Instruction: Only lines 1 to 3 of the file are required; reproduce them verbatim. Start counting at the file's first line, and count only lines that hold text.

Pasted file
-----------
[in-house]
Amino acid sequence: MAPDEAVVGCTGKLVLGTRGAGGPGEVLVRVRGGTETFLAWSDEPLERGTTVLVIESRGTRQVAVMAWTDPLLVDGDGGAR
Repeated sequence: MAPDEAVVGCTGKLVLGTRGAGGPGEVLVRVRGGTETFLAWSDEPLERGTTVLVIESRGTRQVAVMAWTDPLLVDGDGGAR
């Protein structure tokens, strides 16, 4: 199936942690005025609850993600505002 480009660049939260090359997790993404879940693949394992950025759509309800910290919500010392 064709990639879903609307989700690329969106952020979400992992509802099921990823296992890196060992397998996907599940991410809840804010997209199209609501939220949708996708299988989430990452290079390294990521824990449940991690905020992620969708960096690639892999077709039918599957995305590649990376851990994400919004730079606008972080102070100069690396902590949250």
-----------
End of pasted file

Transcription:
[in-house]
Amino acid sequence: MAPDEAVVGCTGKLVLGTRGAGGPGEVLVRVRGGTETFLAWSDEPLERGTTVLVIESRGTRQVAVMAWTDPLLVDGDGGAR
Repeated sequence: MAPDEAVVGCTGKLVLGTRGAGGPGEVLVRVRGGTETFLAWSDEPLERGTTVLVIESRGTRQVAVMAWTDPLLVDGDGGAR